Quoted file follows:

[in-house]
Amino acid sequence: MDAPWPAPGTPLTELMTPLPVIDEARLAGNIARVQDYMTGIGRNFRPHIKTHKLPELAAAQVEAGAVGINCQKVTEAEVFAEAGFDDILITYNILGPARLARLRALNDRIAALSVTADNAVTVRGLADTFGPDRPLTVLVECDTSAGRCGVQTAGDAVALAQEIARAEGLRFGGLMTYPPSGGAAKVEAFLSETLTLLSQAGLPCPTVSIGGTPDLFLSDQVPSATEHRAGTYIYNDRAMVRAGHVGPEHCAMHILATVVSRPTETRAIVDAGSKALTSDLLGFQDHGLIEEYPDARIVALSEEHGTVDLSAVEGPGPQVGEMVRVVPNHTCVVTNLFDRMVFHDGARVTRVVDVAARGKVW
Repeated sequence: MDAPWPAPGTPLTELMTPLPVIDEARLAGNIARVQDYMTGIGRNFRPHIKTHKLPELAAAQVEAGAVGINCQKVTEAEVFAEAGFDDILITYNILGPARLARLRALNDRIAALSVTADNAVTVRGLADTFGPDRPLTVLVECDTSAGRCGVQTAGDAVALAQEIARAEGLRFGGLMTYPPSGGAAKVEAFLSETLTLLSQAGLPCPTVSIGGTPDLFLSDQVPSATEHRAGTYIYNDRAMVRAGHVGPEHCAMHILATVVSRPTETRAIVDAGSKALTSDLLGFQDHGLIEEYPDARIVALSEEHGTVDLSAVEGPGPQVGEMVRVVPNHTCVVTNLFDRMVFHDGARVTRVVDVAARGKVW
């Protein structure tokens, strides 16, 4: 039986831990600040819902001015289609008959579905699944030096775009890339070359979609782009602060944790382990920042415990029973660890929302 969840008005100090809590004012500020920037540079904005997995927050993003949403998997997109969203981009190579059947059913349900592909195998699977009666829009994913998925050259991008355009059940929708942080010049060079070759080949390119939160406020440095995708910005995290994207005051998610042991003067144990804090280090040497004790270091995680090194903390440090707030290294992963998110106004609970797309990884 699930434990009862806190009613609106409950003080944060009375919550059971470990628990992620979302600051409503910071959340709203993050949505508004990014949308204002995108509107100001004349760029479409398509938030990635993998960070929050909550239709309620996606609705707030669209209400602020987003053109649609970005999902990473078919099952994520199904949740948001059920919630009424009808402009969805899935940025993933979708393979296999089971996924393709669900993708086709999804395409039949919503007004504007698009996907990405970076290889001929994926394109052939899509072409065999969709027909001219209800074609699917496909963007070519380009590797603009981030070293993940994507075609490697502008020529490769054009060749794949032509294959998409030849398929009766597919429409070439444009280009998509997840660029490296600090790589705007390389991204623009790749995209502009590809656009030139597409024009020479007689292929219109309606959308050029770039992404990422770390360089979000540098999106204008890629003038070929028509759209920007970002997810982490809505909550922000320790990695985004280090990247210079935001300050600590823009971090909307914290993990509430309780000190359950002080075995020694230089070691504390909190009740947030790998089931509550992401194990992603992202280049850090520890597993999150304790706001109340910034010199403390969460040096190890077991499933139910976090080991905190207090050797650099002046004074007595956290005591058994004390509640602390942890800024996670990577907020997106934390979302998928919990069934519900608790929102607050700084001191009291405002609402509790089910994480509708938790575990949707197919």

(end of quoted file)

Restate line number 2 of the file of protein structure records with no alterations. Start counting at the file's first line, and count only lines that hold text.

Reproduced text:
Amino acid sequence: MDAPWPAPGTPLTELMTPLPVIDEARLAGNIARVQDYMTGIGRNFRPHIKTHKLPELAAAQVEAGAVGINCQKVTEAEVFAEAGFDDILITYNILGPARLARLRALNDRIAALSVTADNAVTVRGLADTFGPDRPLTVLVECDTSAGRCGVQTAGDAVALAQEIARAEGLRFGGLMTYPPSGGAAKVEAFLSETLTLLSQAGLPCPTVSIGGTPDLFLSDQVPSATEHRAGTYIYNDRAMVRAGHVGPEHCAMHILATVVSRPTETRAIVDAGSKALTSDLLGFQDHGLIEEYPDARIVALSEEHGTVDLSAVEGPGPQVGEMVRVVPNHTCVVTNLFDRMVFHDGARVTRVVDVAARGKVW